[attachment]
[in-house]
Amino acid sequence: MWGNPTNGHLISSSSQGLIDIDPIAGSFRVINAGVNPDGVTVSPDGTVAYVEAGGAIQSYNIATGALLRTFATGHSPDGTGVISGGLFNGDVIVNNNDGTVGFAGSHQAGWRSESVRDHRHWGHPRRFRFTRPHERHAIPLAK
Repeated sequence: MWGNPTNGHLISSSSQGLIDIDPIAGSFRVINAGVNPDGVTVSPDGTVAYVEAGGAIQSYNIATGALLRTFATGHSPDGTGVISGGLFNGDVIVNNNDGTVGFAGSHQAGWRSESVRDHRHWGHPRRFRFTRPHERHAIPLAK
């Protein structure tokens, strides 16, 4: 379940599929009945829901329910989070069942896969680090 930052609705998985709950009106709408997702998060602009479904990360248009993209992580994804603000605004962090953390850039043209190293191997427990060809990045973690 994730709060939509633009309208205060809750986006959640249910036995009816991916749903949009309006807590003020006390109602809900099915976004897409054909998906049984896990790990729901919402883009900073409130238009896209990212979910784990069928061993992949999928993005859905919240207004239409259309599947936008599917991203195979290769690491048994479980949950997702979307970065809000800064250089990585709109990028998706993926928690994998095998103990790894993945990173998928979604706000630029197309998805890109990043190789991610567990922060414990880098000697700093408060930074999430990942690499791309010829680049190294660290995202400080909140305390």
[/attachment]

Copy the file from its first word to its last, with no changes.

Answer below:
[in-house]
Amino acid sequence: MWGNPTNGHLISSSSQGLIDIDPIAGSFRVINAGVNPDGVTVSPDGTVAYVEAGGAIQSYNIATGALLRTFATGHSPDGTGVISGGLFNGDVIVNNNDGTVGFAGSHQAGWRSESVRDHRHWGHPRRFRFTRPHERHAIPLAK
Repeated sequence: MWGNPTNGHLISSSSQGLIDIDPIAGSFRVINAGVNPDGVTVSPDGTVAYVEAGGAIQSYNIATGALLRTFATGHSPDGTGVISGGLFNGDVIVNNNDGTVGFAGSHQAGWRSESVRDHRHWGHPRRFRFTRPHERHAIPLAK
């Protein structure tokens, strides 16, 4: 379940599929009945829901329910989070069942896969680090 930052609705998985709950009106709408997702998060602009479904990360248009993209992580994804603000605004962090953390850039043209190293191997427990060809990045973690 994730709060939509633009309208205060809750986006959640249910036995009816991916749903949009309006807590003020006390109602809900099915976004897409054909998906049984896990790990729901919402883009900073409130238009896209990212979910784990069928061993992949999928993005859905919240207004239409259309599947936008599917991203195979290769690491048994479980949950997702979307970065809000800064250089990585709109990028998706993926928690994998095998103990790894993945990173998928979604706000630029197309998805890109990043190789991610567990922060414990880098000697700093408060930074999430990942690499791309010829680049190294660290995202400080909140305390």